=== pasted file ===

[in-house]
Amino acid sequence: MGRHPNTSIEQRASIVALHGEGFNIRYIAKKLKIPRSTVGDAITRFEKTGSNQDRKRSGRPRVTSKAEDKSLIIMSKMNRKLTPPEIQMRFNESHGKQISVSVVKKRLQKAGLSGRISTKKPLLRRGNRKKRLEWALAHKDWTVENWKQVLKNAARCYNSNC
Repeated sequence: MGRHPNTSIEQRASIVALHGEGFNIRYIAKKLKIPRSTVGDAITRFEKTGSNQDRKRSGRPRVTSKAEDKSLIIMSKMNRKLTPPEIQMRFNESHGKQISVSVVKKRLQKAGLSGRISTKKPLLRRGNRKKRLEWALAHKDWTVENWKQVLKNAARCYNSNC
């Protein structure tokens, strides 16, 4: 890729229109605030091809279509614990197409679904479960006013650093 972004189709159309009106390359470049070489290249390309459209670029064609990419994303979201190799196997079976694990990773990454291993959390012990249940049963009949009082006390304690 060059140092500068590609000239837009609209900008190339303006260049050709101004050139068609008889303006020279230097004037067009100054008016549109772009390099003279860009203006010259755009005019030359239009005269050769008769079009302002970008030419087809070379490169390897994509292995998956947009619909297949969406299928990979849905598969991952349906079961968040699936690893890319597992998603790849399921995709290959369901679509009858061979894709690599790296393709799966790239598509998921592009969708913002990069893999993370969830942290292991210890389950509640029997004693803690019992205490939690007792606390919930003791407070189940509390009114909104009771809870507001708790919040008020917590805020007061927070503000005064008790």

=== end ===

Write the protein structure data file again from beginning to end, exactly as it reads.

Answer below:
[in-house]
Amino acid sequence: MGRHPNTSIEQRASIVALHGEGFNIRYIAKKLKIPRSTVGDAITRFEKTGSNQDRKRSGRPRVTSKAEDKSLIIMSKMNRKLTPPEIQMRFNESHGKQISVSVVKKRLQKAGLSGRISTKKPLLRRGNRKKRLEWALAHKDWTVENWKQVLKNAARCYNSNC
Repeated sequence: MGRHPNTSIEQRASIVALHGEGFNIRYIAKKLKIPRSTVGDAITRFEKTGSNQDRKRSGRPRVTSKAEDKSLIIMSKMNRKLTPPEIQMRFNESHGKQISVSVVKKRLQKAGLSGRISTKKPLLRRGNRKKRLEWALAHKDWTVENWKQVLKNAARCYNSNC
């Protein structure tokens, strides 16, 4: 890729229109605030091809279509614990197409679904479960006013650093 972004189709159309009106390359470049070489290249390309459209670029064609990419994303979201190799196997079976694990990773990454291993959390012990249940049963009949009082006390304690 060059140092500068590609000239837009609209900008190339303006260049050709101004050139068609008889303006020279230097004037067009100054008016549109772009390099003279860009203006010259755009005019030359239009005269050769008769079009302002970008030419087809070379490169390897994509292995998956947009619909297949969406299928990979849905598969991952349906079961968040699936690893890319597992998603790849399921995709290959369901679509009858061979894709690599790296393709799966790239598509998921592009969708913002990069893999993370969830942290292991210890389950509640029997004693803690019992205490939690007792606390919930003791407070189940509390009114909104009771809870507001708790919040008020917590805020007061927070503000005064008790």